The second and final game I attended at Coors Field began with a pre-game beverage at a bar called “1UP.” It’s an establishment whose theme is 80s arcade games. And they have plenty of them – Pac Man, Asteroids, Space Invaders, and my personal favorite, Operation Wolf. There are other 80s-themed features such as Pabst Blue Ribbon in a can and a gaudy Billy Dee Williams sign.
The walk to Coors was only a block, and I exchanged nods and “Lets Go Mets” greetings with fans wearing throwback Strawberry jerseys.
My seats were not as close this time around. I ended up in the lower 327 section, in the first couple of rows of the upper tank. They’re fairly high up, but the fact that they are offset behind home plate gives the fan a clean, clear perspective of the field (as opposed to lower seats, which are nice, but if you’re on the aisle, you have to constantly crane your neck around people).
Something like Kirk Nieuwenhuis’s insane catch looked even more insane from this perspective. When the ball
was in the air, it seemed impossible for anyone to come within 10 feet of it – but Kirk covered the sprawling center field of Coors with lightning speed, left his feet, and made the catch of the year so far, for my money.
The game itself moved along crisply, which is what happens when the teams don’t score a combined 27 runs, as was the case on Friday.
It also helped that Johan Santana carved up the Rockies through 6 innings, allowing only 2 hits. But then he was replaced in the 7th by Miguel Batista after only 90 pitches. I checked Twitter on my phone to see if he had gotten hurt, but no, the Mets were just being cautious with the post-surgery Santana.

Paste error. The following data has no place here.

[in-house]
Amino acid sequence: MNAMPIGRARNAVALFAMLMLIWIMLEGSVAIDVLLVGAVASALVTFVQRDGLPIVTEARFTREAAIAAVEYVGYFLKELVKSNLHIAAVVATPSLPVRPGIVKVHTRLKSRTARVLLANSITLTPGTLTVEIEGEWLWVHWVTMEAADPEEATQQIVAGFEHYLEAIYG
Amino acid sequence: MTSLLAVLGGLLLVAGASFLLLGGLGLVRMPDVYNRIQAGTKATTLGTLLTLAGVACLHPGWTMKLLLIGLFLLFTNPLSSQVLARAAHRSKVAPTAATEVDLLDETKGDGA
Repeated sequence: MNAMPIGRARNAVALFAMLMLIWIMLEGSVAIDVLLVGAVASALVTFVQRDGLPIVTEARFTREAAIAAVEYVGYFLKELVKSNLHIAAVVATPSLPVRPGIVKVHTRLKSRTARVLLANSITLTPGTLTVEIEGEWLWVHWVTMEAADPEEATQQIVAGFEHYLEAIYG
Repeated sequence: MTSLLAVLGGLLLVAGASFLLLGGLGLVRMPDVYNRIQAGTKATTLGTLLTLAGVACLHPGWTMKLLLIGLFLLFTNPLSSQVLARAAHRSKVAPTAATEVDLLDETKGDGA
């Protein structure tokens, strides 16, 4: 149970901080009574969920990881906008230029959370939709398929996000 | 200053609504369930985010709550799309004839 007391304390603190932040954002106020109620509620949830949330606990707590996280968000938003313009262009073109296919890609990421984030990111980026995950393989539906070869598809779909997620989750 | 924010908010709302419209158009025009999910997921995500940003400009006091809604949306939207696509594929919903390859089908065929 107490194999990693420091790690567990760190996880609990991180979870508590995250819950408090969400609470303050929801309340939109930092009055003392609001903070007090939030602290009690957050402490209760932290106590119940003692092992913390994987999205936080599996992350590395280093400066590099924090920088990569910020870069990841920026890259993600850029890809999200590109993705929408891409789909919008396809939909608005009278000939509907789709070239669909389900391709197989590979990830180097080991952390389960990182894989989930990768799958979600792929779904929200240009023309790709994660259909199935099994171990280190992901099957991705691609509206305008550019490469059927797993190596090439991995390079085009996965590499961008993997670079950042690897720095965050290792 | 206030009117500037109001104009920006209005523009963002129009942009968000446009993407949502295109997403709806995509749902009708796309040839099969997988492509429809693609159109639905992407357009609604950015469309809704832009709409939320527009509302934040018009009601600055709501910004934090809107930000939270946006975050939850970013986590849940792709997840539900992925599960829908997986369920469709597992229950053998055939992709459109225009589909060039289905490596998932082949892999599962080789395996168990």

OK, fine. Batista got out of the seventh with the greatest of ease. But Jon Rauch got into something more in the 8th. I sensed another tragedy at Coors Field for the Mets. It was like a coming storm. And just as I had a sense the Mets would blow a 4-run lead on Friday (which they did), I was almost certain they would blow their 4-0 lead on Sunday. Sure enough, Tim Byrdak served up a grand slam to Todd Helton (one of my favorite non-Mets, but not that day), and the game was tied. The Mets came back to take the lead, thanks again to Niewenhuis, but, as I predicted, Frank Francisco gave up a line-drive homer to Carlos Gonzales. The Mets took the lead again on Ike Davis’s single. Ramon Ramirez came in to try to save it and got the first two batters with relative ease. But then, one-time Met Marco Scutaro ripped one to deep left. As Scott Hairston raced back to the track, I felt the same way the bowl of petunias in “Hitchhiker’s Guide to the Galaxy” felt: Oh no, not again. But Hairston slowed down, and parked in front of the wall. Ball met glove, and the torture was over.
I left Coors Field that day happy, but relieved. Then, taking a step back, I realized what a great game I had just witnessed.